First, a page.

Wednesday, January 18, 2012
The MoneyWalker is intrinsically motivated to sustain his walking habit because he has internalized and accepts the scientifically demonstrated values of walking e.g. weight management, emotional energy, avoidance of premature memory loss, cut the risk of heart disease, and reduce the chance of type 2 diabetes. There are more. However, walking is not necessarily a strong ally of intrinsic motivation. The steady routine can lead to boredom and walkers’ burn-out. One cure for walkers’ burn-out is altruistic walking, a fence straddler it turns out on the motivation internal/external continuum.
How so external motivation as a tenant of altruistic behavior? The research of Alberto Oliverio, a genetic and molecular biologist, leads him to believe that one of the important motives of altruism and moral judgments is grounded on the principle of reciprocity. In other words, we expect to be treated as we take care of other people. Neuroscientists including “evolutionary psychologists” are now able to probe deep into the brain lobes and learn much about behavior, much of it traced to evolutionary sources. Interestingly, the area of the brain that fires neurons during selfless behavior is the same area that fires during selfish behavior and with the same intensity and duration. For the ancients, success in the survival game might have been just as dependent on being a helper as being helped.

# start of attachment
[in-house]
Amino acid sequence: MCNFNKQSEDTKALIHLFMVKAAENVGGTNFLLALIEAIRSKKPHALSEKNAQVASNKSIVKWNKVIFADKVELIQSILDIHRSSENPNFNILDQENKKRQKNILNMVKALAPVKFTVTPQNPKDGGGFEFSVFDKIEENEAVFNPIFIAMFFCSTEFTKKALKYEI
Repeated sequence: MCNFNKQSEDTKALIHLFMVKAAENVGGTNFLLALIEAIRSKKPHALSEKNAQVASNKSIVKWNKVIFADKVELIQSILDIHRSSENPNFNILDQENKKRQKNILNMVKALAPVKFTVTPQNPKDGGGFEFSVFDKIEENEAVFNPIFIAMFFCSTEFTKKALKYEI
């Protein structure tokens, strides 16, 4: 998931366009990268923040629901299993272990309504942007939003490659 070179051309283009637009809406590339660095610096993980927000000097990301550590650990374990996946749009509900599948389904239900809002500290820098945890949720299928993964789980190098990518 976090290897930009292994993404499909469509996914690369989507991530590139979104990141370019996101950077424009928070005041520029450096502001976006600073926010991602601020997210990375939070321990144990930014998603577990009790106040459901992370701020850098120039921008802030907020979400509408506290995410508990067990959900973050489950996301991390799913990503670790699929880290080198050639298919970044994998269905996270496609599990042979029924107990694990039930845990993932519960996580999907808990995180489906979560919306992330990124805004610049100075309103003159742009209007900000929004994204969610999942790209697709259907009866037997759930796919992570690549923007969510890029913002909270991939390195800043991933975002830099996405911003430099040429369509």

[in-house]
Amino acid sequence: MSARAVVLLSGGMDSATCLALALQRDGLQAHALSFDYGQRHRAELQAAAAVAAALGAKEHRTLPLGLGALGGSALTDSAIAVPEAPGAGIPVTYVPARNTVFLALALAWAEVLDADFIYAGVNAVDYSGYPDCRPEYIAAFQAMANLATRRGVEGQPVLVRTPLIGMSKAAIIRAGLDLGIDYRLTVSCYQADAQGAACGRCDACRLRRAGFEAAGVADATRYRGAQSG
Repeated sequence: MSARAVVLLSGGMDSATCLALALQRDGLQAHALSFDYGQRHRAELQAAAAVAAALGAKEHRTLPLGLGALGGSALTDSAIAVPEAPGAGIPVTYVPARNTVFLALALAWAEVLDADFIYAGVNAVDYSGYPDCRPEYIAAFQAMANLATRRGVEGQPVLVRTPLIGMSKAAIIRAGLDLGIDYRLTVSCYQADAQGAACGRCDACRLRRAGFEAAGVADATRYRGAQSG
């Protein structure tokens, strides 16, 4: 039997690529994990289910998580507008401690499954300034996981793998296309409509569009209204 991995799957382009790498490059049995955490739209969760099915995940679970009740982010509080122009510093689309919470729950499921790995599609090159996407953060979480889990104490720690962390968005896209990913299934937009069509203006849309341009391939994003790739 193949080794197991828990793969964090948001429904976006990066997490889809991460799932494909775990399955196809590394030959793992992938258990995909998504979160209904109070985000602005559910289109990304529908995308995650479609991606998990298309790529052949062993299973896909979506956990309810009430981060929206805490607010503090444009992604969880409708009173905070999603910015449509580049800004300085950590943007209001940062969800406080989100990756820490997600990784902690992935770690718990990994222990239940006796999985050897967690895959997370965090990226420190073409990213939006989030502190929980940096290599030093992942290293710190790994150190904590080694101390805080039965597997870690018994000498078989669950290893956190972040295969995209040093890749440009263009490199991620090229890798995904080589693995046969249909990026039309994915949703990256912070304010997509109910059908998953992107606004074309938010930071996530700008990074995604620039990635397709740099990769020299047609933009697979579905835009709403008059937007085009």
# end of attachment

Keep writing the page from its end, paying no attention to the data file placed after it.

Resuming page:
As a near daily walker, opportunities for altruism abound. For example, during a Christmas morning walk, the MoneyWalker found a Louisiana drivers license. It belonged to a Mario with an Hispanic surname and included his address. My first thought ran to selfishness; not my culture, dump the card. Then selfless behavior kicked in and I sought to find his telephone number from the address. No success. I then remembered that an Hispanic work crew had been renovating a building behind the curb where the license was found. Later, finding the crew at work, I stepped into the building and was greeted with coolness by one of the workers (not his culture group). Not deterred, “Do you know someone named Mario?” as I showed him the license. He exclaimed in a loud voice to one of his co-workers, the one that seemed to be the boss, “Mario, come here, look at this (In English obviously for my benefit.)” One look told me the license belonged to Mario. “Thank you, Thank you”, he repeated over and over; “You have made my Christmas!” And his joy helped make mine.
Now will someone help me find my cell phone, it must be out there somewhere!
Happy New Year everyone.
Remember the big four resolutions for weight lost: Weigh every day and journal the results; eat a healthy breakfast; walk 10,000 to 15,000 steps a day; and practice portion control.
Recent money success: Found a $20 dollar bill during last Sunday’s walk. It, like all found money goes into the charity bag.
Recent weight gain/loss: Up two pounds from the Thanksgiving/Christmas/New Year’s holidays. In the words of Governor Perry—Opps!